# Prove that there exists a point $a$ in $A$ such that $| c-a | =\inf \{| c-x |: x \in A \}$?

Let $A$ be a nonempty compact subset of $\mathbb{R}$ and $c \in \mathbb{R}$.

Prove that there exists a point $a$ in $A$ such that $| c-a | =\inf \{| c-x |: x \in A \}$?

Hint. For every $n\in\mathbb{N}$ there exists $x_n\in A$ such that $$\inf\{|c-x|\mid x\in A\} \leq |c-x_n|\lt \inf\{|c-x|\mid x\in A\}+\frac{1}{n}.$$ What do you know about sequences contained in a compact subset of $\mathbb{R}$?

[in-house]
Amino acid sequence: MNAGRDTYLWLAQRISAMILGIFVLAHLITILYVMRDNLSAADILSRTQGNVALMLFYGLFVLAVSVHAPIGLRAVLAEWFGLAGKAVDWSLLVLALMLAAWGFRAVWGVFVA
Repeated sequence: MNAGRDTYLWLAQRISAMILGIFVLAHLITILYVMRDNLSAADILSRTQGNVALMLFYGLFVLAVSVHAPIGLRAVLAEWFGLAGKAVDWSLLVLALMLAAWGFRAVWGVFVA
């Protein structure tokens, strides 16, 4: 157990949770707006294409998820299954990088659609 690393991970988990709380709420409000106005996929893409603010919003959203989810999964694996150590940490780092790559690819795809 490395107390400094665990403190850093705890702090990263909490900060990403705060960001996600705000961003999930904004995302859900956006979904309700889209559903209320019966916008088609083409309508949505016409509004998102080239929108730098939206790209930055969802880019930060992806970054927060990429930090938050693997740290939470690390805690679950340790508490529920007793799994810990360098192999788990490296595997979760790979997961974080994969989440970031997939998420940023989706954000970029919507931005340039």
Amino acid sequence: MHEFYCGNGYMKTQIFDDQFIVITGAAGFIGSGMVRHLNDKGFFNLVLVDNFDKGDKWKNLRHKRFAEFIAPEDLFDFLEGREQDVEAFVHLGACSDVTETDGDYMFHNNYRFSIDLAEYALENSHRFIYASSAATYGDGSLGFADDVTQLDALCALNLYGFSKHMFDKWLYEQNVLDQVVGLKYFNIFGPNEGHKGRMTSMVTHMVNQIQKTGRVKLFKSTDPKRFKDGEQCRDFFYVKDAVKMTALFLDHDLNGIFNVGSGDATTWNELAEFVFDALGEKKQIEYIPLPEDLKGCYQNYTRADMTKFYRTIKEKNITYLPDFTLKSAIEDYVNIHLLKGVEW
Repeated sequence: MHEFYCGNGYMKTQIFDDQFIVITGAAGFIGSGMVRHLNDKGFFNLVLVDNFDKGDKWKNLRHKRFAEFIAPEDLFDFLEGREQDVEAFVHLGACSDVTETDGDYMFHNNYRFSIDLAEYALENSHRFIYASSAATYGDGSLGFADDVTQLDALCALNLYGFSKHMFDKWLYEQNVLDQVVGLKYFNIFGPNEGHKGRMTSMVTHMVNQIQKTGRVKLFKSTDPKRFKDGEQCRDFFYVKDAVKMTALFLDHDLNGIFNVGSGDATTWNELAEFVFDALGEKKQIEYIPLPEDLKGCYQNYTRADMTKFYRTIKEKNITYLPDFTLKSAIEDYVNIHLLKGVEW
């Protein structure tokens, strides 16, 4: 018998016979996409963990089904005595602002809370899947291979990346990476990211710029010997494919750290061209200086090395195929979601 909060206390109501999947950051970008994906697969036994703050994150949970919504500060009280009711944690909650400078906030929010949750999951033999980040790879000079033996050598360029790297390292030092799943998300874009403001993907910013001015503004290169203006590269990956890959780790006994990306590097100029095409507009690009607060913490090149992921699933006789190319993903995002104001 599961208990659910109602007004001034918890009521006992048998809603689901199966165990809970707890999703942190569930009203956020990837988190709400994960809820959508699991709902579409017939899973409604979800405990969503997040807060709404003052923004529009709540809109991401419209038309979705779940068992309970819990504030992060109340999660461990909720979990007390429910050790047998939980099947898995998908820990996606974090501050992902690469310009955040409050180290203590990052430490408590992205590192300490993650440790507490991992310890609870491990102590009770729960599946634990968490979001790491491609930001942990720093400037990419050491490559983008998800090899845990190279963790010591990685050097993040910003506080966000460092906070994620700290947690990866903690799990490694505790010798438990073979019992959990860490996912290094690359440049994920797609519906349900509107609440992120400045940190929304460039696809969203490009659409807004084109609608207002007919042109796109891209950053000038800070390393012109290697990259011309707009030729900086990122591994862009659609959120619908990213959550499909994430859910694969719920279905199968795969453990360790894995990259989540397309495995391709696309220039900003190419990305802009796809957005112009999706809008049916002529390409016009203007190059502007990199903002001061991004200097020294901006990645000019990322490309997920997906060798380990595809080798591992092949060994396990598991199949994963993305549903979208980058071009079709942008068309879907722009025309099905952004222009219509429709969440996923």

Another approach: If you have learned more general result that any continuous function on a compact space attains its supremum and infimum (see Extreme value theorem at Wikipedia or this question), then it suffices to show that the function $f\colon\mathbb R\to\mathbb R$ defined by $f(x)=|x-c|$ is continuous (for any given $c$).